Law schools offer two primary forms of financial aid: merit-based and need-based. Applicants may be less familiar with the concept of merit-based aid, but it is important to become familiar with this type of aid. Law schools have significant pools of merit-based aid, and it is not uncommon for 50% or more of admitted applicants to receive an offer of merit-based financial aid.
Law schools award merit-based financial aid based on various factors including, most commonly, an applicant’s GPA and LSAT score. Merit-based financial aid has nothing to do with how much money you or your parents have. So law schools will make the decisions whether to offer you aid and how much aid to offer based on your law school application. You do not have to submit any additional documentation initially in order to be eligible for most merit-based financial aid. Exceptions include a limited number of public interest scholarships and other named scholarships for which certain schools may require an additional essay, letter(s) of recommendation, and/or an interview.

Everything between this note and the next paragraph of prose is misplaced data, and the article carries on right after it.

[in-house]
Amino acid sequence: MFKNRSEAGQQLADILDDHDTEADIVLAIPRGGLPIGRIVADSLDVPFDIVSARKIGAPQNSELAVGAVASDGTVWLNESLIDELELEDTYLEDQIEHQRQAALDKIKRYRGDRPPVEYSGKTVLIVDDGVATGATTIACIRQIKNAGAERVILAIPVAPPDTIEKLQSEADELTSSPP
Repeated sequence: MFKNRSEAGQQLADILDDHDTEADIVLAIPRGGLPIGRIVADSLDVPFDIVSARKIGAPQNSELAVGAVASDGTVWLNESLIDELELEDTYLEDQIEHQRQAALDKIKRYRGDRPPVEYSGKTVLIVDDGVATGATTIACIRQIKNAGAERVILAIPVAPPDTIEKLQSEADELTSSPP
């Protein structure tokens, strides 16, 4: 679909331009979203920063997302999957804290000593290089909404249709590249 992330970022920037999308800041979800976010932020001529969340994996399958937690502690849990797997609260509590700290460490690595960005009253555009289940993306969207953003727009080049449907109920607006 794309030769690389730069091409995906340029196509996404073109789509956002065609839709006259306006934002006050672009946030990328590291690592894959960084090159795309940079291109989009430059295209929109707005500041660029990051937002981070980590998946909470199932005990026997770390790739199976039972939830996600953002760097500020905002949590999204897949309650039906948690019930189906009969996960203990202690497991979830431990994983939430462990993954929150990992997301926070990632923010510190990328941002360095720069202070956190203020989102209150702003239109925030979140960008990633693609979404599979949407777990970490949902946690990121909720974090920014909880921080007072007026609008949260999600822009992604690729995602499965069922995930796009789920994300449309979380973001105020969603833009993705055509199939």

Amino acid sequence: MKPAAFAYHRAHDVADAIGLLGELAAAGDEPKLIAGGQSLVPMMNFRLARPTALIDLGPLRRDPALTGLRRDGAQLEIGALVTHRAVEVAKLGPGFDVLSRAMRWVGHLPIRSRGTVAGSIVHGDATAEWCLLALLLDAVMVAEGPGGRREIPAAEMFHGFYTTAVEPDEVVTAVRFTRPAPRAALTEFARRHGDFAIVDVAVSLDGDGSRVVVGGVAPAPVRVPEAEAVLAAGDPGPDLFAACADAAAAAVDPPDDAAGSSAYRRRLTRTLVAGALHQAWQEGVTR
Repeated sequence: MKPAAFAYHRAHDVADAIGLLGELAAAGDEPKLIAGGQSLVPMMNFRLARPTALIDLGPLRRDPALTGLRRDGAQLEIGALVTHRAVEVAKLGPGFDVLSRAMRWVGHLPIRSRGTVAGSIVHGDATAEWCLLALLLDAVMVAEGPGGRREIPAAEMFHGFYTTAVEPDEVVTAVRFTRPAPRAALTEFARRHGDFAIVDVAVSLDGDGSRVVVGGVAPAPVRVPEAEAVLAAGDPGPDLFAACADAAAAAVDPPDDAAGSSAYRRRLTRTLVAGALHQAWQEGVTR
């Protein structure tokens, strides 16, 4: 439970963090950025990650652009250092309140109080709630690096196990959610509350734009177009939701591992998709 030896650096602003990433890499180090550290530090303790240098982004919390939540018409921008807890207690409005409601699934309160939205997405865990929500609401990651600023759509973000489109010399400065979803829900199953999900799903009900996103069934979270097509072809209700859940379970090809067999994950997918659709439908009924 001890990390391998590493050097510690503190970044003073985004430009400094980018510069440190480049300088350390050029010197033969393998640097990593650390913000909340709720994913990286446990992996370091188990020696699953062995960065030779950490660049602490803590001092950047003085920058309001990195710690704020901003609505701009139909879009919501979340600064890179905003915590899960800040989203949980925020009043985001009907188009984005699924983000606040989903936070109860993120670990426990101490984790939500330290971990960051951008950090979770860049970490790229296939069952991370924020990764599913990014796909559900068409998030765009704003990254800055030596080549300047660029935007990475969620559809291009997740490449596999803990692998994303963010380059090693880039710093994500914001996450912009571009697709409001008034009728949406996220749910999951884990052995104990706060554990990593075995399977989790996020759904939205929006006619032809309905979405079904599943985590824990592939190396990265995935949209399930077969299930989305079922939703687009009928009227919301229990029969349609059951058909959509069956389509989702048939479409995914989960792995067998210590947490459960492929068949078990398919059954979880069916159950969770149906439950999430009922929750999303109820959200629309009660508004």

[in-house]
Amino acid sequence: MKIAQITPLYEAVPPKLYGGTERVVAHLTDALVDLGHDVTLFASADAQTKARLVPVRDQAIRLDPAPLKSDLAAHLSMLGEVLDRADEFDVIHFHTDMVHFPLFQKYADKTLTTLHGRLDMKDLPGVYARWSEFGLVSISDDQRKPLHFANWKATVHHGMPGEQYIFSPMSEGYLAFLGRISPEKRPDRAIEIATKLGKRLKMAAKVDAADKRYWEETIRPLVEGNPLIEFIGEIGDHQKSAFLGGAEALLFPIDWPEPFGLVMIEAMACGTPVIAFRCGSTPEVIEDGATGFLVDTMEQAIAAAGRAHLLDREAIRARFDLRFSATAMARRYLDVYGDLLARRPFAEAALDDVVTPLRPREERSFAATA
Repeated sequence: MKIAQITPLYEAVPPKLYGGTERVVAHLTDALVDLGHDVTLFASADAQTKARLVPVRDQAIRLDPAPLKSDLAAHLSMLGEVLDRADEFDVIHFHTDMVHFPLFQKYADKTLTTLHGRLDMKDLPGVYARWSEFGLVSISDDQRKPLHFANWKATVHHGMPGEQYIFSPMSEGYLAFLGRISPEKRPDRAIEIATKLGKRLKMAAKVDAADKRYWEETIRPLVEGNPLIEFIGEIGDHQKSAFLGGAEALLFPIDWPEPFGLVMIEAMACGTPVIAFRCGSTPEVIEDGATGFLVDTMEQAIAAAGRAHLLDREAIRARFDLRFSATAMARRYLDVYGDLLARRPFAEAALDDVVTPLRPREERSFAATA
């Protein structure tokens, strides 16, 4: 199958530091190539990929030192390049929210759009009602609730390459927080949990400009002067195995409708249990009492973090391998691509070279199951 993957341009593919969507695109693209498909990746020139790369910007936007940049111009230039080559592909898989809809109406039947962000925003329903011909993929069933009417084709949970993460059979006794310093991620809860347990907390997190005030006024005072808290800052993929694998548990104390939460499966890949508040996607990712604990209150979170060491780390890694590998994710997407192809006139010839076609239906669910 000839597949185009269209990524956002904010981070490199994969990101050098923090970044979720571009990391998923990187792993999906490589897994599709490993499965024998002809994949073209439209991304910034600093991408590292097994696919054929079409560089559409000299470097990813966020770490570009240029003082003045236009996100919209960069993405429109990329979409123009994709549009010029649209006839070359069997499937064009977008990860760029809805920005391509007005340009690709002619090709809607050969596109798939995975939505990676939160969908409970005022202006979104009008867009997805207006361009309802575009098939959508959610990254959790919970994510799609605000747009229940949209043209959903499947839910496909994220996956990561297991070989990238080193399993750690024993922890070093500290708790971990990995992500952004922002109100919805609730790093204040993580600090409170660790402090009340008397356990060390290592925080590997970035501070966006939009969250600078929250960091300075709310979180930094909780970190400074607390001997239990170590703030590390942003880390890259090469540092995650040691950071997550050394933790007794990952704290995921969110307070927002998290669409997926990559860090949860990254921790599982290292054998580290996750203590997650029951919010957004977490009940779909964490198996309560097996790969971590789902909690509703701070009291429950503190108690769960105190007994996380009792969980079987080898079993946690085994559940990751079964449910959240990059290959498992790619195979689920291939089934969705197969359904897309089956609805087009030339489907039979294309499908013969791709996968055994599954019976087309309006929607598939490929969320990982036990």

Be cautious of conditions that some law schools may place on their offers of merit-based financial aid. Overly restrictive conditions could be difficult to satisfy, and you could be at risk of losing your aid award.
In addition to having a pool of merit-based financial aid to allocate, law schools also have a pool of need-based aid. In order to be eligible for a need-based scholarship award, you will need to submit documentation establishing your need. The documentation law schools require to establish your level of need varies from school to school. Some schools only require you to complete the Free Application for Federal Student Aid (FAFSA). Still others have their own internal application process. It also varies from school to school as to whether you are required to submit information documenting your parents’ income. Consult the financial aid page of each law school that you are admitted to for school-specific information.